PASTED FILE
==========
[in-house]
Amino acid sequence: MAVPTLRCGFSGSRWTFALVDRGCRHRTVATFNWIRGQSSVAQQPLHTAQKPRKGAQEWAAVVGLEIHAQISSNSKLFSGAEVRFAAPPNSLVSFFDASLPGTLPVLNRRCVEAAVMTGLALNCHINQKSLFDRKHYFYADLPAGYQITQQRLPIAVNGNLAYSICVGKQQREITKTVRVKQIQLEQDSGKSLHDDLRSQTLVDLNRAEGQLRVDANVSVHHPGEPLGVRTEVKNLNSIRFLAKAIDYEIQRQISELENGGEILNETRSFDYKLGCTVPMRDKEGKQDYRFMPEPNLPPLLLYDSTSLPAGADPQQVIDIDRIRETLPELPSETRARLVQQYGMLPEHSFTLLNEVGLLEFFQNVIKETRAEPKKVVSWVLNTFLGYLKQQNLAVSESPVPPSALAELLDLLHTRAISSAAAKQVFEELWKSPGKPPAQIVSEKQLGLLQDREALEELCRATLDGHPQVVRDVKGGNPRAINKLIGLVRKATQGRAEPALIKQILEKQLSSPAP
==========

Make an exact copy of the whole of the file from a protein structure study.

[in-house]
Amino acid sequence: MAVPTLRCGFSGSRWTFALVDRGCRHRTVATFNWIRGQSSVAQQPLHTAQKPRKGAQEWAAVVGLEIHAQISSNSKLFSGAEVRFAAPPNSLVSFFDASLPGTLPVLNRRCVEAAVMTGLALNCHINQKSLFDRKHYFYADLPAGYQITQQRLPIAVNGNLAYSICVGKQQREITKTVRVKQIQLEQDSGKSLHDDLRSQTLVDLNRAEGQLRVDANVSVHHPGEPLGVRTEVKNLNSIRFLAKAIDYEIQRQISELENGGEILNETRSFDYKLGCTVPMRDKEGKQDYRFMPEPNLPPLLLYDSTSLPAGADPQQVIDIDRIRETLPELPSETRARLVQQYGMLPEHSFTLLNEVGLLEFFQNVIKETRAEPKKVVSWVLNTFLGYLKQQNLAVSESPVPPSALAELLDLLHTRAISSAAAKQVFEELWKSPGKPPAQIVSEKQLGLLQDREALEELCRATLDGHPQVVRDVKGGNPRAINKLIGLVRKATQGRAEPALIKQILEKQLSSPAP